Early May in the Quickcrop Vegetable Garden 2021

Early May in the Quickcrop Vegetable Garden 2021

When my daughter Anna (21, not living at home) called to tell us she had adopted 2 kittens I started a countdown in my head to see how long it would take for them to end up with us. It took about 4 weeks. Anna now lives in an apartment and the cats, inevitably, live with us.

Not that I mind. They are the two oddest cats I have ever come across; one of them is interested in gardening and the other one appears to like film and video. If I am in the garden, Charlie, who you see featured below, will appear and begin a never ending inspection of whatever I am doing. For some reason he also wants to sit on my shoulder like a parrot so if I'm bending down weeding or whatever, he climbs aboard and coils his tail around my head.

Broad bean witkeim manita

I rarely see his sister, Lola, if I'm working outside, but if I'm making a video in the polytunnel she will turn up and start throwing herself around as if auditioning as a stunt cat. She also climbs the back of the set and pokes her head around the edge when we are shooting which has Mike, the camera man, in stitches. Don't worry, I'm not going to keep going on about them but figured they deserved a mention, especially Charlie, who kept me company (and my ears warm) when planting potatoes on Saturday.

Shallots growing in raised beds

This image shows shallots looking very happy in the Saturday morning sunshine. Unfortunately, a prolonged period of frosty nights (we have just had a week of frost) in late April will make it more likely for onions or shallots to bolt in the summer. Thankfully we didn't have a warm March (followed by a cold April) which is the worst possible scenario so we shall see what happens. I think I mentioned it in an earlier mail but it is better to delay planting onion sets until the third week in March to minimise the chance of bolting.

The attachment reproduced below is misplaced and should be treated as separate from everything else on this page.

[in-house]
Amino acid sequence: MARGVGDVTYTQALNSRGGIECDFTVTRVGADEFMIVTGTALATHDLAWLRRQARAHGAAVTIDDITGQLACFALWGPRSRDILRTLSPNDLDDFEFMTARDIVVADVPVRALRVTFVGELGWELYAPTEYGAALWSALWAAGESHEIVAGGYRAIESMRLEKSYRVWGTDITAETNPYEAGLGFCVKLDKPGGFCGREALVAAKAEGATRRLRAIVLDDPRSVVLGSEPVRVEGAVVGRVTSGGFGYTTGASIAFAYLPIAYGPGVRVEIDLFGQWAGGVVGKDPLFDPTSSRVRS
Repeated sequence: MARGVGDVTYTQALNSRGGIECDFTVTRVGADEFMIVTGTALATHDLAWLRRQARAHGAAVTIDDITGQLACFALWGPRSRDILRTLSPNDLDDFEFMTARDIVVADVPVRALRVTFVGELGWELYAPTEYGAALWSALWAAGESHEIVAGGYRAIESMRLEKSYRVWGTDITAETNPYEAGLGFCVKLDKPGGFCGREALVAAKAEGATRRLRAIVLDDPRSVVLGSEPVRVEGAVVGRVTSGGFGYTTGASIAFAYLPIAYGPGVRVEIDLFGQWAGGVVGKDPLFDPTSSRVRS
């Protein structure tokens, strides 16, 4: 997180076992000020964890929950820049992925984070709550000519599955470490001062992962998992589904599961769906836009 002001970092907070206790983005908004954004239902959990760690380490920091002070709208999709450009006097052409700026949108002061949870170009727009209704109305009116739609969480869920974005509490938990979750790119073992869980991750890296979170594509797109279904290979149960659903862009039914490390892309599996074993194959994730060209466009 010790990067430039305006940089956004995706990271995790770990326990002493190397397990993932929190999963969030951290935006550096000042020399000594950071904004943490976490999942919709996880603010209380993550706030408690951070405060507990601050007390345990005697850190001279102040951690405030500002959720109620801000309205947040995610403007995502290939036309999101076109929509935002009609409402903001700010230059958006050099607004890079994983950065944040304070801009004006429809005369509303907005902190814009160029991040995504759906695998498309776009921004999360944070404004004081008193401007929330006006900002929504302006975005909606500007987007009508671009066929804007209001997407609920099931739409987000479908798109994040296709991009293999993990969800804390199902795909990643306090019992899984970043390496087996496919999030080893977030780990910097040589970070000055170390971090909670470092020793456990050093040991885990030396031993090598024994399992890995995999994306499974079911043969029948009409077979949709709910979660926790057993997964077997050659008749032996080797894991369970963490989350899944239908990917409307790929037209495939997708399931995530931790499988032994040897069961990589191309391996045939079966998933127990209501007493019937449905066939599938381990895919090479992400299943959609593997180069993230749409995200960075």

As per the previous mail, the reason for bolting (going to seed) is that onions are biennials so are programmed to produce a flower (and seed) in year 2 of their lifecycle. If an onion set goes through a early spring followed by a cold period it chalks up the cold spell as winter and goes into the seed producing part of its cycle.

Cat under fleece

Frost damage under fleece I should have mentioned in the previous mail about fleece that if you have a prolonged period of heavy frost, particularly if the fleece has got wet in the daytime, the parts of the plant that are touching the fleece will freeze. To avoid this, use hoops or battens (or a cat) to raise the fleece above the foliage. The photo shows the first early potato sprouts after a -2 night and all is well with no damage.

Asparagus Jakmar Purple in the vegetable garden

Asparagus Spears This is Asparagus Pacific Purple coming up though a layer of garden compost. The asparagus picking season runs from late April to early June but, like rhubarb, you should not harvest all the stems as the plant needs some to go into leaf and make energy for the following season.

Asparagus is a long term project with the first harvest coming 3 years after planting crowns or 4 years after sowing seeds (my plants are coming into their 6th year). The upside is, once established, it will crop every year for at least 20 years. I suppose it's like a pension, not that appealing as the reward seems so far away but something you will be very glad of when it starts bearing fruit.

It is too late to plant Asparagus crowns but, for next year, choose a hybrid all male variety if you are thinking of growling as they are much more prolific.

Early carrots growing in the polytunnel

That's about if for this week, I hope you found something in there relevant and helpful to your own garden.

See you next week